It was only $5 a night to stay here! Granted there was no running water and the only toilets were plastic portable ones but to camp in the incredible Crater Lake National Park that felt like a steal! Lost Creek is tent camping only and there are no fires allowed. There's only a handful of sites that were almost full by later afternoon. The sites are separated by low brush that doesn't provide too much privacy but also keeps the campground from feeling crowded. It's a quiet campground about 3 miles from the Rim Road. Another 4 miles down the road is are the Pinnacles, super cool formations left behind when the volcano erupted 7,700 years ago.
I visited mid-September and it was very chilly in the evening and early morning when the sun was behind the mountains. I woke up to a solid layer of frost and ice in all my water. There is water available throughout the park but campers are encouraged to bring their own form outside Crater Lake so as not to put pressure on the watershed.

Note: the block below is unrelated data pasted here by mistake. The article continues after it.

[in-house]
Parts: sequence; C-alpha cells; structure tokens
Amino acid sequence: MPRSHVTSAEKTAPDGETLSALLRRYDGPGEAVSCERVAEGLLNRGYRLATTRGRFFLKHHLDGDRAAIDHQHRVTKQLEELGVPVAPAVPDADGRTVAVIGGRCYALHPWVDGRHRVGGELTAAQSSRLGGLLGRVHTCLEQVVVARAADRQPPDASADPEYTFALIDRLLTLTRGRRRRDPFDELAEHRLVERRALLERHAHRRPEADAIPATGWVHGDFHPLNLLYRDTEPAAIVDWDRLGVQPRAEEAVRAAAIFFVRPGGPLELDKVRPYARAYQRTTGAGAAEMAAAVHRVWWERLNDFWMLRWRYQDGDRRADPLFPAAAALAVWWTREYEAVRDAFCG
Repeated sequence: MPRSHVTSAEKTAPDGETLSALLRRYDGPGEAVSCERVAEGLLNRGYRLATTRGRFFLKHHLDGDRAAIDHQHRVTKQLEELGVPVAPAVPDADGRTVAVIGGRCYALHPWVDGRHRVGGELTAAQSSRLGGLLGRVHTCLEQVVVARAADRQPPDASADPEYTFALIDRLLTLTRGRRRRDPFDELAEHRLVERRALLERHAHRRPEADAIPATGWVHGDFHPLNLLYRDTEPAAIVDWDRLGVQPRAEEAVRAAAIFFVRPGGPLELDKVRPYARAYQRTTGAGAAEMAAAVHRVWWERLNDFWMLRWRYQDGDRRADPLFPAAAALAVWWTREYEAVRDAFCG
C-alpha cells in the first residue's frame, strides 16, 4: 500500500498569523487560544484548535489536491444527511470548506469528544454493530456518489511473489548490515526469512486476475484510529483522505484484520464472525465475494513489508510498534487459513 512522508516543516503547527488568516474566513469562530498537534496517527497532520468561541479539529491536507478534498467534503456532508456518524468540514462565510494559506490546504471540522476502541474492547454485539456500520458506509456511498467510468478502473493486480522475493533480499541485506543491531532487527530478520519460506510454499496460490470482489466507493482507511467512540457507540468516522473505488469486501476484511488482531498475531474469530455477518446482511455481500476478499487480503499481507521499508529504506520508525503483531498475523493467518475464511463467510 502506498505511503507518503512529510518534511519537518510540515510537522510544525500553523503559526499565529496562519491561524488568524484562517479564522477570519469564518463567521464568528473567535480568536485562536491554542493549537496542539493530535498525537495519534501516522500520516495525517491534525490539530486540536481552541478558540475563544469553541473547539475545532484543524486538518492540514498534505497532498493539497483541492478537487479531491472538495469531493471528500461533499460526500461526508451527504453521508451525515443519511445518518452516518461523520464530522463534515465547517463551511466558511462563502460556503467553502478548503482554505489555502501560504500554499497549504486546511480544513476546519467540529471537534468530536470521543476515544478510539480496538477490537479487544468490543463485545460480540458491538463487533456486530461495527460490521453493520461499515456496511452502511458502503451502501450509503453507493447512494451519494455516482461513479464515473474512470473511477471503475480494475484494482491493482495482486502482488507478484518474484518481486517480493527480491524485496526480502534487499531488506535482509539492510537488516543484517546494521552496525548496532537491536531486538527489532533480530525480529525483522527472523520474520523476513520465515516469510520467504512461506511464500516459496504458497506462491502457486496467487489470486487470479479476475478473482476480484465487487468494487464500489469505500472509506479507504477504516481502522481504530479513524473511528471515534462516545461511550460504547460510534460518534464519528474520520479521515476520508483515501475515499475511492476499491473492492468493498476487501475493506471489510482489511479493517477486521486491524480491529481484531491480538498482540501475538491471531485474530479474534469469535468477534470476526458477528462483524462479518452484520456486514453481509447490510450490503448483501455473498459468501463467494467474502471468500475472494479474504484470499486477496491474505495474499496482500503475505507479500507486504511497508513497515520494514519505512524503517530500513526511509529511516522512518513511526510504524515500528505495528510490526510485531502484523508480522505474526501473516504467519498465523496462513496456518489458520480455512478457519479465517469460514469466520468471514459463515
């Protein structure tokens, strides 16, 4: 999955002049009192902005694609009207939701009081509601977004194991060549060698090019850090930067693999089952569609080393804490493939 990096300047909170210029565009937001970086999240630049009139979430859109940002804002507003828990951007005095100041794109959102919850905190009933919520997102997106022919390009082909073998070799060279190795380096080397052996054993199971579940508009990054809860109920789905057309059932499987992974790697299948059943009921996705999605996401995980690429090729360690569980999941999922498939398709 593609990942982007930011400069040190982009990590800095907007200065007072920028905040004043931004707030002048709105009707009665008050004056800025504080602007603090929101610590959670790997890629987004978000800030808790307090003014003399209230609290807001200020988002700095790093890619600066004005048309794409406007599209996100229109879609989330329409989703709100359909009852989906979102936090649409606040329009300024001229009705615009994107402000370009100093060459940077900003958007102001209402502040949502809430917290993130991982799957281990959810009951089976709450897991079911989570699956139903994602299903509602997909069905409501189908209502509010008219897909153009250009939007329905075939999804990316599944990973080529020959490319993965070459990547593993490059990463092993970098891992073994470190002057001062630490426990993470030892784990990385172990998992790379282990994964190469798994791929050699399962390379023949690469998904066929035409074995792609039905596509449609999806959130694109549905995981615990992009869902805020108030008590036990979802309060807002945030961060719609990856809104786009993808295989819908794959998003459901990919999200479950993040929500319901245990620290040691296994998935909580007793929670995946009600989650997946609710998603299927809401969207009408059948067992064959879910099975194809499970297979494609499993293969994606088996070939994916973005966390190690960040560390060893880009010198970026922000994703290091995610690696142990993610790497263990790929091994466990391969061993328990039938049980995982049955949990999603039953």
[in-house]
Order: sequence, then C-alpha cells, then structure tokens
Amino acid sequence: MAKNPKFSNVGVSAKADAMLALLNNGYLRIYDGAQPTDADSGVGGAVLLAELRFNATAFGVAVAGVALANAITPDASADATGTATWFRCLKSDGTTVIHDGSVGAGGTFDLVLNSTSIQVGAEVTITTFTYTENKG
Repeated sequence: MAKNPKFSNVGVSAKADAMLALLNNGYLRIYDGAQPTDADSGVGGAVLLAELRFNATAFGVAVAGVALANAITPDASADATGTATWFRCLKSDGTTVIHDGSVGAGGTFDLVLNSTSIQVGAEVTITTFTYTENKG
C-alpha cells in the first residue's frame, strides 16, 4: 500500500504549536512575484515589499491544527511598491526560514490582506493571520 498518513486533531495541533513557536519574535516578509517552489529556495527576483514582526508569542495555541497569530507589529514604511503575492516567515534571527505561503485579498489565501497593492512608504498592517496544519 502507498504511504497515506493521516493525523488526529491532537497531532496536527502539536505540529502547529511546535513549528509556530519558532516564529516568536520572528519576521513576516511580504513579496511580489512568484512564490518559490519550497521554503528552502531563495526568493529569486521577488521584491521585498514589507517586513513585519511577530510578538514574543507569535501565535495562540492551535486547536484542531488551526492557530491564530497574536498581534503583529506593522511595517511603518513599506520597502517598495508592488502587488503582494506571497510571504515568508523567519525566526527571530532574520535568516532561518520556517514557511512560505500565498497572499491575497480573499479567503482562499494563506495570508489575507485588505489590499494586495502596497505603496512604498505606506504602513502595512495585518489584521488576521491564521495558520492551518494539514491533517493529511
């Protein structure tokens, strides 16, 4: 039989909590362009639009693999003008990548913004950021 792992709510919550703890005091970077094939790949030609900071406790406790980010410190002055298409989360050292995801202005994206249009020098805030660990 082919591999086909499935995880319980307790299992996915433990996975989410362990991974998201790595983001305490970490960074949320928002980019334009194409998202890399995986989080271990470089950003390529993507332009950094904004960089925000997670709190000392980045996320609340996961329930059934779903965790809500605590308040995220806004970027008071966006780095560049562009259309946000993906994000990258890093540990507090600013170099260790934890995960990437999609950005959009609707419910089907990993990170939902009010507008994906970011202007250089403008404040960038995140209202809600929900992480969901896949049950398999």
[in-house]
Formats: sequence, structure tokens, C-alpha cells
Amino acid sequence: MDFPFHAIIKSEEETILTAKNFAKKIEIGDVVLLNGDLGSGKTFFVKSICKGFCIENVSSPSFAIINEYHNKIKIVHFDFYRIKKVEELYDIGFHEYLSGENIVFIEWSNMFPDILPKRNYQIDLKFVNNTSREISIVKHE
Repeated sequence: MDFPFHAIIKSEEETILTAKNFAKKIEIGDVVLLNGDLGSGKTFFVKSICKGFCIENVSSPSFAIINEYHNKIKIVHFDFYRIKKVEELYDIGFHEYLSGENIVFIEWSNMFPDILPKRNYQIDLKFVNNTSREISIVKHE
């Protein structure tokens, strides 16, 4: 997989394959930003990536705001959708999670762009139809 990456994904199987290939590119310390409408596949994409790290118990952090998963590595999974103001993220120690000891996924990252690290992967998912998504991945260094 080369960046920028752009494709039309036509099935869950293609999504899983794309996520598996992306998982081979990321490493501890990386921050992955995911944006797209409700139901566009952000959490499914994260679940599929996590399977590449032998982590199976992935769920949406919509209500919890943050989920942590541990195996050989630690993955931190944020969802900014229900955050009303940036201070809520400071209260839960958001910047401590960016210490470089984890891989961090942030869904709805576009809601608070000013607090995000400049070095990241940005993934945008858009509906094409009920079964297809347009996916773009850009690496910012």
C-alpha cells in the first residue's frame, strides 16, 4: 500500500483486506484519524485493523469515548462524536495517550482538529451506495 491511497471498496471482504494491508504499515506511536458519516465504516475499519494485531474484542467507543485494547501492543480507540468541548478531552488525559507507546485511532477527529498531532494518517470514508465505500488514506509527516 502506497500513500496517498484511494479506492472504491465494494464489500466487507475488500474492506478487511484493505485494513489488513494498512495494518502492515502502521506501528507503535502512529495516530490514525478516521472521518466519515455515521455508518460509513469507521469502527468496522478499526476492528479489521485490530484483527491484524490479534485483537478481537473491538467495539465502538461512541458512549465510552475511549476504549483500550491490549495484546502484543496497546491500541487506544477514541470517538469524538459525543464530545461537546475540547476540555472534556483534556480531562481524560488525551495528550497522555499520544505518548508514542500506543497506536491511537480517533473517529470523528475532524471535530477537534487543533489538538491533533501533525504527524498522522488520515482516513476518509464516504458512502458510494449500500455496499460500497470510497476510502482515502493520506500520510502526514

HIGHLY RECOMMEND taking one of the ranger led sunset hikes up Watchman Peak. Or, if learning about history and nature along the way isn't your thing, walking up to the peak alone.
just breathtaking. One of our natural wonders of the world
First of all, let me be up front and say that I did not actually camp here; I camped at Mazama next door. Officially, Lost Creek was closed when I visited in June and I thought it was a great opportunity to snap some photos to add to Dyrt—because I am actually super excited about a one spot go to for camping info.